‘The priestess and the slave’ is a compelling and dramatic tale of a tumultuous period in ancient Greek history told from the perspective of two very different women: Harmonia, a household slave, and Thrasullas, a priestess of Delphic Apollo. Author, Jenny Blackford’s eye for detail in characterisation, historical setting and political intrigue brings the characters and era to vivid life.
The story is set in the fifth century BC though Thrasulla’s story precedes Harmonia’s by several decades. Despite this separation in time there is a strong sense of continuity between the two.
Thrasulla, is an older woman whose life has encompassed the roles of daughter, wife, mother and later, pythia. Her narrative concerns the machinations of the mad Spartan King Klyomenes, a man with the ‘eyes of a ravening wolf’, and the duplicity of the senior priestess, Perialla, as they attempt to manipulate the role of the oracle to further Klyomenes’ quest for power.
The story is told through the observations of Thrasulla, and her conversations with a fellow priestess.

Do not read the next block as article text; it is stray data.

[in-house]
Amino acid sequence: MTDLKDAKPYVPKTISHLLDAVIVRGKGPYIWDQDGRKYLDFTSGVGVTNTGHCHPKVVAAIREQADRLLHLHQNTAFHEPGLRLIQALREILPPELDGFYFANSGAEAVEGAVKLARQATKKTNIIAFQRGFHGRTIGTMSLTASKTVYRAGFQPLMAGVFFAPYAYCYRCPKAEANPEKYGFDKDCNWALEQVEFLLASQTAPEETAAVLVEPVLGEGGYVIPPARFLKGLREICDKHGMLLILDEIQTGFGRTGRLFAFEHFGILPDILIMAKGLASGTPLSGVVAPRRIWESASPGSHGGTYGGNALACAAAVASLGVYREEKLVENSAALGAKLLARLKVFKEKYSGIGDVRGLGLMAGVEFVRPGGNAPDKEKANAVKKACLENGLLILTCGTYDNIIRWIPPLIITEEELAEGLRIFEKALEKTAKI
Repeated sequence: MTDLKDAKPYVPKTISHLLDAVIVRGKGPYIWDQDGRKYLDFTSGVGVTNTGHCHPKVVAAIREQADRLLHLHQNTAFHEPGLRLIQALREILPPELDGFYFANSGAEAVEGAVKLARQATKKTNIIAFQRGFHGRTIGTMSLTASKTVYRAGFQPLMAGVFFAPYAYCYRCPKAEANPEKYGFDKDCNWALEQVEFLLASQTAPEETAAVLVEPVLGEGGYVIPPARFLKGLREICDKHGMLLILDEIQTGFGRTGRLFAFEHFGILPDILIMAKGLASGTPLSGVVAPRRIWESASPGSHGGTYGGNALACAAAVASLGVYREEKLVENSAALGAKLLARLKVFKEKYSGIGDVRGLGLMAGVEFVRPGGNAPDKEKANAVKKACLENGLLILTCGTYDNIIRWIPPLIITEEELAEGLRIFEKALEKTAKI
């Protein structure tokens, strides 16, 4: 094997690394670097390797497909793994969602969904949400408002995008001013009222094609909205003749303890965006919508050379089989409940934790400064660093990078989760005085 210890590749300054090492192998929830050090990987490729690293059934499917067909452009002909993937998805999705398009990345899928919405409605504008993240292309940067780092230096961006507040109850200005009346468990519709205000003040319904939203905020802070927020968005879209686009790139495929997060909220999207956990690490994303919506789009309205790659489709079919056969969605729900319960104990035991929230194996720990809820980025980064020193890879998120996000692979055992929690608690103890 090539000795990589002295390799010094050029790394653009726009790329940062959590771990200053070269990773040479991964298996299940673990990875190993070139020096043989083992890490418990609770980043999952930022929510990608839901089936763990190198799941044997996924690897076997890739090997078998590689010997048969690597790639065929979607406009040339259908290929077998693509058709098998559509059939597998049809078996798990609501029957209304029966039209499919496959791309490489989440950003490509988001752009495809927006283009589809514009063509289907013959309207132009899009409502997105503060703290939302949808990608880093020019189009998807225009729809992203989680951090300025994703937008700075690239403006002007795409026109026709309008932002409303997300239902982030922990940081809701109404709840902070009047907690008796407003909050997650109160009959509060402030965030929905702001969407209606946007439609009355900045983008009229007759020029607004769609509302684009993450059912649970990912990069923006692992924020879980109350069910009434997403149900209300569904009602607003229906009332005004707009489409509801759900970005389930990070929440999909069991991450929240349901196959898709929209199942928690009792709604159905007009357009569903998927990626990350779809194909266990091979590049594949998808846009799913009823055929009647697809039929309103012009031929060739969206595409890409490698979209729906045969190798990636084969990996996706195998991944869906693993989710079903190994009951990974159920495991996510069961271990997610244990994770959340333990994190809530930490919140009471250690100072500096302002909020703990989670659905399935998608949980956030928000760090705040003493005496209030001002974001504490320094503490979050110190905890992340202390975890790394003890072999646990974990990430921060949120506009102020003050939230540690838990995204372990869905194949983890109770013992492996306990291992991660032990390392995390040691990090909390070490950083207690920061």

Harmonia’s story unfolds during the Great Plague of Athens which devastated the city from 430 BC in the wake of the Peloponnesian War. According to Thucydides, an historian of the period, up to a quarter of the Athenian army and a similar fraction of the civilian population perished. Harmonia’s description of nursing the family whom she belongs to and her own twin sister through the ravages of the plague is harrowing and moving.
Blackford’s eye for detail in characterisation, setting and political intrigue make the story a compelling one. Her decision to have both women past their child-rearing years, with a wealth of life experience to draw on an, and understanding of the relationships which are chosen and which are forced on characters, adds depth and credibility to the tale. Concentrating on the experiences of those marginalised in traditional accounts of the time also gives the tale freshness and energy. The characters of Thrasulla and Harmonia are portrayed as warm, intelligent and engaging. Blackford does not romanticise the era nor the institution of slavery, but through Harmonia, we get a nuanced glimpse into the politics of dependence and coercion of slave-owning society.
The womens’ contrasting narratives, differing in perspective in time and social position, give a sense of the period and changes taking place in ancient Greece. The similarities and differences in the two characters are fascinating and enhance the listeners understanding of womens’ roles and contribution to ancient society.
The audio book (on Audiophile), read by Hollie Jackson, is competent, clear and energetic though sometimes missing some subtlety in delivery which might have done more justice to characters who lived through such trying times.
Recommended for readers who enjoy a vivid account of a fascinating historical period, students and lovers of a well told tale.